2018 Renunciations

Written by Sean Murphy. Posted in Rules of Thumb, skmurphy

Peter Drucker has suggested that businesses organize their abandonment of business and practices that they never would have started doing if they knew when they start what they know now. This is my effort at 2018 renunciations for SKMurphy, Inc and in my personal life.

Daniel Kahneman’s Reasoned Rule Approach to Reducing Case Management Errors

Written by Sean Murphy. Posted in checklist, Rules of Thumb, Sales, skmurphy

A reasoned rule approach is a good first step to managing decisions that fall into common patterns or cases. You identify six to eight variables that are distinct and obviously impact the outcome of the case and normalize them into standard scores that can then be added or averaged to create a summary score.

Questions to Answer Before You Start Negotiating

Written by Sean Murphy. Posted in 2 Open for Business Stage, 3 Early Customer Stage, Rules of Thumb, Sales, skmurphy

Here  are some questions to ask yourself before you start negotiating a complex business relationship: for example a software license, SaaS subscription, or a reseller or OEM relationship. Entire books are written on negotiation, I am trying to highlight some questions that can get overlooked.

13 Tips For Getting Up Early and Arriving Early

Written by Sean Murphy. Posted in Rules of Thumb, skmurphy

I like getting up early and arriving early. But I find the hours late at night can unlock a lot of creativity so I often get up late unless I schedule something early. I also like working up to the last possible moment–what is it about the last few minutes before you have to leave that are so productive–that I arrive late. Starting from myself as someone with good intentions but poor follow through here are some observations and suggestions for getting up early and arriving early.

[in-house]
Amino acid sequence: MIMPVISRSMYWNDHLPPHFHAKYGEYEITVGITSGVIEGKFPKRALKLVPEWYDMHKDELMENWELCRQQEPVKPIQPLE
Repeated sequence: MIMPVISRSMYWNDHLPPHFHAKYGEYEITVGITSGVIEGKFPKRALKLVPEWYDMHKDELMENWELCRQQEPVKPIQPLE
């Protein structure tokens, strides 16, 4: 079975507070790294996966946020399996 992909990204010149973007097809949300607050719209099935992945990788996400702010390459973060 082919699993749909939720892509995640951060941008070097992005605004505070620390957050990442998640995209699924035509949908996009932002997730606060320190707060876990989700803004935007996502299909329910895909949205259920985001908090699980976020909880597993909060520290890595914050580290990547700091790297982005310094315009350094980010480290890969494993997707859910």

Working in Silence

Written by Sean Murphy. Posted in Rules of Thumb, skmurphy

I can be very productive with a certain amount of background noise, I find it easier to write if there is music playing or I am in a moderately noisy coffee house where there are many low conversations going on in the background. But when I really need to think hard about something–typically a problem or a challenge I am facing–and give it all of my concentration and focus, then working in silence is best. 

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